How Foreign Donations, Poverty and Corruption Are Fueling Uganda’s Unregulated Orphanage Industry

“The people here that decide to operate a home, they get unsuspecting people to pay. And they use donated money to make themselves richer.”

KAMPALA, Uganda — In Uganda, illegal orphanages are a big business and needy children are often the lure.

Today, there are at least 300 unlicensed children’s homes throughout Uganda operating without government oversight. Their goal: foreign donations.

Websites and Facebook campaigns draw people in from around the world, asking them to sponsor children, volunteer, or sign up for travel packages.

The campaigns work. Uganda’s unregulated orphanages pull in nearly a quarter of a billion dollars a year from international donors — mainly from the U.S., Canada, Australia, and Europe.


“The people here that decide to operate a home, they get unsuspecting people to pay,” Mondo Kyateka, an assistant commissioner for the government ministry tasked to regulate children’s institutions, told VICE News. “And they use donated money to make themselves richer.”

The promise of financial windfall has pushed homes to recruit as many kids as possible — often forcing children to share beds in overcrowded dorm buildings without adequate supervision. A lack of government oversight combined with the open door to foreign volunteers means there’s no safeguard to protect children from abuse.

Often, the children aren’t even orphans.


A boy sits outside a bedroom at the orphanage Save the AIDS Generation. (Zach Caldwell/VICE News)

The number of Ugandan children in institutional care has ballooned from less than 3,000 in 1992 to more than 50,000 today. Four out of five of them have at least one living parent, according to the Ugandan government.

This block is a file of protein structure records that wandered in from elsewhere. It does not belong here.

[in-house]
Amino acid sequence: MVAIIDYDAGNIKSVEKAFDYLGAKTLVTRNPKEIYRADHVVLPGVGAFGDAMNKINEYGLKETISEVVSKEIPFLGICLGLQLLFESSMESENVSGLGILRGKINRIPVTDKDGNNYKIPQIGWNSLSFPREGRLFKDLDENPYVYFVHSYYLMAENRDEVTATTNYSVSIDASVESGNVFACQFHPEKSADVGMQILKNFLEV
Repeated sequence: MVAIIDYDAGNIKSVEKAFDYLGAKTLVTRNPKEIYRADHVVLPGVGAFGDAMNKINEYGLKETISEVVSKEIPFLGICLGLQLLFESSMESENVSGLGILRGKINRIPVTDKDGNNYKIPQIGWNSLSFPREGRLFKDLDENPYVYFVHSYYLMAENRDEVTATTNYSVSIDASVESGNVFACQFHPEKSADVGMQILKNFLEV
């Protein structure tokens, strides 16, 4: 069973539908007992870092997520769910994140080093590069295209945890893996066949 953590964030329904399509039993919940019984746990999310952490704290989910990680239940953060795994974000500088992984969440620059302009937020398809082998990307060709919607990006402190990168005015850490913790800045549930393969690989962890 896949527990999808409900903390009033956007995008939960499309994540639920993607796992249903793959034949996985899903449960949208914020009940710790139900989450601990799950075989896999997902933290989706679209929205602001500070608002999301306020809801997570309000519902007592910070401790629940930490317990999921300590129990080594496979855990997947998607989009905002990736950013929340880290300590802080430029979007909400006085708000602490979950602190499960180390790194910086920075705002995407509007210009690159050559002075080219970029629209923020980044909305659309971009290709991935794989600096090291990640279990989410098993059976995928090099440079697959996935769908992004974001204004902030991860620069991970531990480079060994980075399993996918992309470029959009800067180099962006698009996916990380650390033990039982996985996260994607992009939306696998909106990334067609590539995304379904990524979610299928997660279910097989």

The government started cracking down in 2016, when they passed new amendments to The Children Act, legislation designed to better regulate the ballooning and unregulated industry. The law mandates a 1:8 ratio of caregiver to children, that each child be given their own bed, and that every orphanage must have a government board of supervisors. The Ugandan government claims it has already overseen the closure of over 500 unlicensed orphanages since the law was amended.

But the ministry responsible for overseeing the enforcement of these new regulations is plagued by its own problems, including corruption.


VICE News accompanied one probation officer in Uganda’s Kamuli District as he delivered a letter stating that an unregulated orphanage called Save the Aids Generation had one week to close.

Uganda unregulated orphanages

A girl stands in the doorway of one of the buildings of the unregistered orphanage Save the Aids Foundation. (Zach Caldwell/VICE News)

The orphanage only had 5 adults caring for 120 children. None of them were trained to work with kids, and children had complained that there were frequent problems with the toilet.

Uganda orphanages

Immaculate Nakiyimba had both parents but hoped that a sponsored education in an unlicensed orphanage would help her leave a life of farming. But when her sponsor in Australia stopped donating, her education ended. (Zach Caldwell/VICE News)

But when the officer, Joshua Mboizi, presented a school administrator with a letter giving them one week to close down, the owner accused him of using his power as a probation officer to extort them for money.

“He takes bribes and [participates] in so many illegal activities,” said Frank Nsiina, an operator of Save the Aids Generation.

VICE News spoke to people at two other orphanages that accused Mboizi of taking money in exchange for allowing them to stay open without a license.

Mboizi denies the allegations, but Kyateka admits that foreign money isn’t the only obstacle to stopping the proliferation of unregistered orphanages in Uganda.

“Corruption is a big problem. It is a big problem — not only at the local government level but also at other levels, we witness pockets of corruption,” he said.

Kyateka vowed to address the allegations against Mboizi: “I promise you it’s going to be total. We are going full up until we get to the bottom of that.”

More than a month on, the orphanage Mboizi attempted to close is still operating, and the investigation hasn’t concluded.

Cover image: Children stand outside Save the AIDS Generation, an orphanage that houses around 120 children, many of whom have living relatives.(Zach Caldwell/VICE News)

This segment originally aired August 1, 2019, on VICE News Tonight on HBO.